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Syllabic obstruents

This topic is about the occurrence and phonological behaviour of syllabic obstruents in Frisian. They appear to occur in a context which is far more disparate than that of syllabic sonorant consonants, whereas they show little interaction with phonological constraints. This is why their occurrence is interpreted as a side-effect of phonetic implementation.


Syllabic obstruents also occur in Frisian, witness the examples in (1):

Example 1

Examples of the occurrence of syllabic obstruents
harssens /hasəns/ [hass̩] nut, conk
jou dy tas ris /tɔs əs/ [tɔzs̩] [tɔss̩] [tɔzz̩] give (me) that bag
is ommers ek sa /ɪs oməs/ [z̩oməz] that reminds me, of course
is oars /ɪs oəz/ [z̩o.əs] is different
is uzes /ɪs y:zəs/ [z̩y:zəs] is ours
of sa /ɔf sa/ [f̩sa] or so
of net /ɔf nɛt/ [v̩nɛt] or not
och nee /ɔx ne:/ [ɣ̩̩ne:] oh, no
moast ris sjen /mat+st əs/ [mass̩] look at this!
jasses /jasəs/ [jass̩] ugh!
fansels /fɔnsɛls/ [f̩sɛls] of course!
ferdomme /fərdomə/ [f̩domə] damn(ed)
sekreet /sikre:t/ [s̩kre:t] (dirty) swine

Syllabic obstruents appear to be fricatives, notably /s/. The reason for this may be that, as opposed to plosives, which are characterized as -continuant segments, fricatives have the feature +continuant, which can be prolonged in pronunciation. A syllabic consonant has a longer duration than a non-syllabic one, which only fits in with the feature +continuant. Bell (1978:182-183) formulates the implicational universals concerning syllabic obstruents below:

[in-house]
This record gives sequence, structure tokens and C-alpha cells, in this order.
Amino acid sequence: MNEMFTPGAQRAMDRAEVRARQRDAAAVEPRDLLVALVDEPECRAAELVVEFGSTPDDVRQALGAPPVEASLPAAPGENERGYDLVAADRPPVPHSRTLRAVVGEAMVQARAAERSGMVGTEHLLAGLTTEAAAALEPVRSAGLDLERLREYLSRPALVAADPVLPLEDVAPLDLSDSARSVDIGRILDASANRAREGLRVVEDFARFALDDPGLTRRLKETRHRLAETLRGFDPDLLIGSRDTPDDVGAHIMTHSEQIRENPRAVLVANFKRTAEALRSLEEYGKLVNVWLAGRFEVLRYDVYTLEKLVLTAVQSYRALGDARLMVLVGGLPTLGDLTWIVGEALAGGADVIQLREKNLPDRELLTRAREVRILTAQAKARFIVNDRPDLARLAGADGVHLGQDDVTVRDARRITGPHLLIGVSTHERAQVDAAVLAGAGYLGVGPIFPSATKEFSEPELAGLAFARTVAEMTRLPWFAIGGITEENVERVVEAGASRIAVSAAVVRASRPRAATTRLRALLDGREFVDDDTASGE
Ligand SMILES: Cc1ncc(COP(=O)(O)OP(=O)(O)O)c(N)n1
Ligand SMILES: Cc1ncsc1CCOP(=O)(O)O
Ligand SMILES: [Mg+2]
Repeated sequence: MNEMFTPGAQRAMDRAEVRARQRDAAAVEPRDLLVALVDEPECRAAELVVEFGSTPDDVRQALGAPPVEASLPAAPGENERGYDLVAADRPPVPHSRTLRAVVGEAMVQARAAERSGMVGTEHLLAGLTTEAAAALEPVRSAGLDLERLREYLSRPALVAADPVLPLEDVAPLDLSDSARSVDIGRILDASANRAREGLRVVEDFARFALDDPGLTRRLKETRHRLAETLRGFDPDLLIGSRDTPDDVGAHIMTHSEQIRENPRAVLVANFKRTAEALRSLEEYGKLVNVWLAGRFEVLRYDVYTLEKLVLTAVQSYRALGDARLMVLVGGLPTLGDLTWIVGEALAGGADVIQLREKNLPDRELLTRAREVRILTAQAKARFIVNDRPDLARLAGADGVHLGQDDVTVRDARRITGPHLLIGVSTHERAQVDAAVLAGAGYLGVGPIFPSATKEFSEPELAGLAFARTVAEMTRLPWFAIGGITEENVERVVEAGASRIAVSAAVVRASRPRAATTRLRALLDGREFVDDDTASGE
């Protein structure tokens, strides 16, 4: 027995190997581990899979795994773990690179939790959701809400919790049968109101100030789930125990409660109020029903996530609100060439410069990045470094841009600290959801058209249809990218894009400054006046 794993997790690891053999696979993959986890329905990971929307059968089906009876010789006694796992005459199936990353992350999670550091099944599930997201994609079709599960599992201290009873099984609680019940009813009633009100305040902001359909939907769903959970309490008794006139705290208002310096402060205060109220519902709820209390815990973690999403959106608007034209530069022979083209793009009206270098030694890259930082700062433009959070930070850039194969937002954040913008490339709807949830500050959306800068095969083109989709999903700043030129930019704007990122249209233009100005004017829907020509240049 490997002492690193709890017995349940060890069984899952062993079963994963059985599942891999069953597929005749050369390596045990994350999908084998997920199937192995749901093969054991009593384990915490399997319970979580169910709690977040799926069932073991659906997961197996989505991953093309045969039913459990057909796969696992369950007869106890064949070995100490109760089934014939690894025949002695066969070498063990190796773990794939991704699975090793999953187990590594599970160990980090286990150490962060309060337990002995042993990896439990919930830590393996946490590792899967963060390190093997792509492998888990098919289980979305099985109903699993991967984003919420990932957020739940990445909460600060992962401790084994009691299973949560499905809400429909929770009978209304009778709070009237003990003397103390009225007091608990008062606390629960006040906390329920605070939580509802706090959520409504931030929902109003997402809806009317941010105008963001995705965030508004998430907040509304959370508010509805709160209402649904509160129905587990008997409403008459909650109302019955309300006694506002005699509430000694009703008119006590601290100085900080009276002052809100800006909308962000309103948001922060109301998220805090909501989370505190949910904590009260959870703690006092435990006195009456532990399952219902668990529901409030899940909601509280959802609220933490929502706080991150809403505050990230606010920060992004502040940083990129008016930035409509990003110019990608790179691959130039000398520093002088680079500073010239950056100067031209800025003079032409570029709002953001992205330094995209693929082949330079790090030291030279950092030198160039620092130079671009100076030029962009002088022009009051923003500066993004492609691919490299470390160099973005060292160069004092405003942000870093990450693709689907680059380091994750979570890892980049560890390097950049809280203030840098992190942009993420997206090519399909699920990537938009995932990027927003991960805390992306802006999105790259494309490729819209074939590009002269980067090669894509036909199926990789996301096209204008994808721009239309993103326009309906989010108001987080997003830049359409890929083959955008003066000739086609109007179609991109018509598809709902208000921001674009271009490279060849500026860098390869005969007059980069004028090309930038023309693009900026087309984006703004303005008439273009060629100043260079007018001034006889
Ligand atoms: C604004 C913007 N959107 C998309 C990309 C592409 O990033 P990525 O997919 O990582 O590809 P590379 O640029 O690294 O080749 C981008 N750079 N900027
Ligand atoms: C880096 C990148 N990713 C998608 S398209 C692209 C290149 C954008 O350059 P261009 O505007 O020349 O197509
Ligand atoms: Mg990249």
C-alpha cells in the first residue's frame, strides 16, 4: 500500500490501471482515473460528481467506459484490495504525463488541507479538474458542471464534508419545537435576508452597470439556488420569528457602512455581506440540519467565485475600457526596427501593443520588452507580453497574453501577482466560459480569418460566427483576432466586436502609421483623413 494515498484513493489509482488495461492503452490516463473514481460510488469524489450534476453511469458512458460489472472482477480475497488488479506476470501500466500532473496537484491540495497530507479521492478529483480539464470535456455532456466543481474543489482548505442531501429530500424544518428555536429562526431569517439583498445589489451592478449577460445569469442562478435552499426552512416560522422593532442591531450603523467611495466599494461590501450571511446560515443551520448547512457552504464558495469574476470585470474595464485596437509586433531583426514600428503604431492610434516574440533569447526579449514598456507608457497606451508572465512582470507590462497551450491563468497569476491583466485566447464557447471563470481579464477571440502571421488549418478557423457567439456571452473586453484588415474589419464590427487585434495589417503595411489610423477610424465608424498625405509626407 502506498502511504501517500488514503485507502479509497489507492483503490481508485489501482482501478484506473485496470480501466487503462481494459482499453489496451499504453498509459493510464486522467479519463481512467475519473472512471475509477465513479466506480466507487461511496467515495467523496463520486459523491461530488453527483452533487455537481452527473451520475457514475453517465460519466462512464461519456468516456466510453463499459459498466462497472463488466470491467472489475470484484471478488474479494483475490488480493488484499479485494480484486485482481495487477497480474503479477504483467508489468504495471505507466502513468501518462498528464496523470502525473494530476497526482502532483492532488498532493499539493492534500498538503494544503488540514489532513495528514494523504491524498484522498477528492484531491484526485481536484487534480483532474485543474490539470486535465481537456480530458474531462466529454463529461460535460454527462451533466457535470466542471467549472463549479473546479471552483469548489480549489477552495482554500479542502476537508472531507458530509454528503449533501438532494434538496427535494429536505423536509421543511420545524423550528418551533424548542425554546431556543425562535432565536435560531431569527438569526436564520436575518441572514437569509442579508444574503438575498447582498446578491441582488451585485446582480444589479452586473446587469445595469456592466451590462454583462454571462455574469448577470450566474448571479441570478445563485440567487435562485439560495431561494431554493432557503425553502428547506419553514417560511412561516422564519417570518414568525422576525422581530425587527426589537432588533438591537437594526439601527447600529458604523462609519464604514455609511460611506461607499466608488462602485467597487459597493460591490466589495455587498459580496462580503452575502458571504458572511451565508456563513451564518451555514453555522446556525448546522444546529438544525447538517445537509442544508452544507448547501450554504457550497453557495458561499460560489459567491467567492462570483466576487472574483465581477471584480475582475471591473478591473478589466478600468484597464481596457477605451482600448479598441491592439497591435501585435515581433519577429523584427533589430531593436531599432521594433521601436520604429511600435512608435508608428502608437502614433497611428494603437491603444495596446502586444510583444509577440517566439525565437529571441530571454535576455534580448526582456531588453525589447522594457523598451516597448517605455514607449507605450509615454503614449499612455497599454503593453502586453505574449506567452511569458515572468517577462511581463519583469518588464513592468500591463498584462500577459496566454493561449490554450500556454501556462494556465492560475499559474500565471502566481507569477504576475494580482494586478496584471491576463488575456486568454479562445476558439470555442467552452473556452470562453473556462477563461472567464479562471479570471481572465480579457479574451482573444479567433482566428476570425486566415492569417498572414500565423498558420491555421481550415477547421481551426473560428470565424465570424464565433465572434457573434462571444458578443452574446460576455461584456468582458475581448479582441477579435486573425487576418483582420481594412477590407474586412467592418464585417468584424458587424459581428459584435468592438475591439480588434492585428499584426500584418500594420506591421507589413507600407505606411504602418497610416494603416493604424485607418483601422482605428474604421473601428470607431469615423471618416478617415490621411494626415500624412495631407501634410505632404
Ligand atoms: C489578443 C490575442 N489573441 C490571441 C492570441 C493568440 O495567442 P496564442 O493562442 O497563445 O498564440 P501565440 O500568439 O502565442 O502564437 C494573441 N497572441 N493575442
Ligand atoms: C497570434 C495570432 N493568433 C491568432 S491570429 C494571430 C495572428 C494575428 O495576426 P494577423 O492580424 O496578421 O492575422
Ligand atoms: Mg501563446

Bell's implicational universals concerning syllabic obstruents:

  1. If a language contains syllabic stops or affricates, it contains syllabic fricatives;
  2. if a language possesses syllabic obstruents, it possesses syllabic [s] or [š], given that it has non-syllabic [s] or [š].
From the above it emerges that the unmarked syllabic obstruent is the fricative [s̩].
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Riemersma (1979:90, note 90) mentions the word kapot /kapɔt/ broken; worn out, dead tired, for which he considers the pronunciation [k̩pɔt], so with the syllabic plosive /k/, to be possible. Be this as it may, [k̩pɔt] is not a common realization.

The syllabic obstruents in (1) violate some well-established phonological constraints of Frisian. In cases like is ommers ek sa /ɪs oməs/ [z̩oməz] that reminds me, of course, och nee /ɔx ne:/ [ɣ̩̩ne:] oh, no, and of net /ɔf nɛt/ [v̩nɛt] or not, a word begins with a voiced fricative and in a case like jou dy tas ris /tɔs əs/ [tɔzs̩] [tɔss̩] [tɔzz̩] give (me) that bag, a word either ends in a voiced obstruent ( [tɔzz̩]) or it contains a sequence of obstruents with opposing specifications for the feature voice( [tɔzs̩]). Since 1) a word in Frisian cannot begin with a voiced fricative (see the obstruents: the fricatives), since 2), due to Final Devoicing (see final devoicing), a word cannot end in a voiced obstruent, and since 3) the obstruents in a cluster must have the same voice specification (see word-final sequences of two obstruents), the above seems to imply that syllabic obstruents fall outside the scope of Frisian phonology proper.